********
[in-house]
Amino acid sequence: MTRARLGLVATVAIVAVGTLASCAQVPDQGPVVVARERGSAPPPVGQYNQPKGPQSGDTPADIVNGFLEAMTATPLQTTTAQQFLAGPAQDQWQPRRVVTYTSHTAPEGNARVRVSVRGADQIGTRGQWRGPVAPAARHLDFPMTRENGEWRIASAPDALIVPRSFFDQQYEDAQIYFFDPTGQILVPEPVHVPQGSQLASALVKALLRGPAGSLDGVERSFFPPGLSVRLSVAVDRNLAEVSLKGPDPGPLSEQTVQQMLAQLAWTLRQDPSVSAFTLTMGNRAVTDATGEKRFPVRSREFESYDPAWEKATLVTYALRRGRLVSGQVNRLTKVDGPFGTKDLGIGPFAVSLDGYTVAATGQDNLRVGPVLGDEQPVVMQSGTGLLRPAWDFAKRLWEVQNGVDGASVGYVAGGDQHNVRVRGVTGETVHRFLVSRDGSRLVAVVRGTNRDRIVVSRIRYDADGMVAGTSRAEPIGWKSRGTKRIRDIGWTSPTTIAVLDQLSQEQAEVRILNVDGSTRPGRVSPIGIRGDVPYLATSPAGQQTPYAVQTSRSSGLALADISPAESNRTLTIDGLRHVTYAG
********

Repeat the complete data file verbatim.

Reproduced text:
[in-house]
Amino acid sequence: MTRARLGLVATVAIVAVGTLASCAQVPDQGPVVVARERGSAPPPVGQYNQPKGPQSGDTPADIVNGFLEAMTATPLQTTTAQQFLAGPAQDQWQPRRVVTYTSHTAPEGNARVRVSVRGADQIGTRGQWRGPVAPAARHLDFPMTRENGEWRIASAPDALIVPRSFFDQQYEDAQIYFFDPTGQILVPEPVHVPQGSQLASALVKALLRGPAGSLDGVERSFFPPGLSVRLSVAVDRNLAEVSLKGPDPGPLSEQTVQQMLAQLAWTLRQDPSVSAFTLTMGNRAVTDATGEKRFPVRSREFESYDPAWEKATLVTYALRRGRLVSGQVNRLTKVDGPFGTKDLGIGPFAVSLDGYTVAATGQDNLRVGPVLGDEQPVVMQSGTGLLRPAWDFAKRLWEVQNGVDGASVGYVAGGDQHNVRVRGVTGETVHRFLVSRDGSRLVAVVRGTNRDRIVVSRIRYDADGMVAGTSRAEPIGWKSRGTKRIRDIGWTSPTTIAVLDQLSQEQAEVRILNVDGSTRPGRVSPIGIRGDVPYLATSPAGQQTPYAVQTSRSSGLALADISPAESNRTLTIDGLRHVTYAG